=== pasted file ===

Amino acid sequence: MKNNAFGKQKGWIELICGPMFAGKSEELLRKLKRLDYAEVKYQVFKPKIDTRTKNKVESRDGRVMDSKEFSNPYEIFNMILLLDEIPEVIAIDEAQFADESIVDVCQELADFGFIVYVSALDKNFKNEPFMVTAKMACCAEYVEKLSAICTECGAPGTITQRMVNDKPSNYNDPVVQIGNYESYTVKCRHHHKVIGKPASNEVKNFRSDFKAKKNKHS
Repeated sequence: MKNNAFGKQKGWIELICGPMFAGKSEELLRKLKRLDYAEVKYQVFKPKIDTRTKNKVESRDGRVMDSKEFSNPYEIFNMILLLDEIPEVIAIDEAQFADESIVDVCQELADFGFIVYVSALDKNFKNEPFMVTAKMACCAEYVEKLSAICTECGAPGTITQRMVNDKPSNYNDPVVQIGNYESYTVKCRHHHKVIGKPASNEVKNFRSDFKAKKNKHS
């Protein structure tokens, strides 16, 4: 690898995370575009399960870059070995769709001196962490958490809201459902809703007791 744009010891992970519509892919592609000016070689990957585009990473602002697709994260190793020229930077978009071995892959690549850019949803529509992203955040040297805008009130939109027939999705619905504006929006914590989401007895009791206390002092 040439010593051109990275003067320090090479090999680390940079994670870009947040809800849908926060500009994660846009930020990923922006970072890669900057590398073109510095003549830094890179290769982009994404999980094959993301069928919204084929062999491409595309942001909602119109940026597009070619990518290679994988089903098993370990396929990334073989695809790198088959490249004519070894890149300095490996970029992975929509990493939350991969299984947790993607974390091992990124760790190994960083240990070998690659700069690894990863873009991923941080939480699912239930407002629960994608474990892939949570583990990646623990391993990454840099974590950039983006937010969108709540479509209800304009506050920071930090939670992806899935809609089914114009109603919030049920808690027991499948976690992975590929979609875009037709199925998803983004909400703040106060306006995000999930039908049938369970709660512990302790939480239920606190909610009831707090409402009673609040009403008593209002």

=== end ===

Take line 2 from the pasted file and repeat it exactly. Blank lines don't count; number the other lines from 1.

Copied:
Repeated sequence: MKNNAFGKQKGWIELICGPMFAGKSEELLRKLKRLDYAEVKYQVFKPKIDTRTKNKVESRDGRVMDSKEFSNPYEIFNMILLLDEIPEVIAIDEAQFADESIVDVCQELADFGFIVYVSALDKNFKNEPFMVTAKMACCAEYVEKLSAICTECGAPGTITQRMVNDKPSNYNDPVVQIGNYESYTVKCRHHHKVIGKPASNEVKNFRSDFKAKKNKHS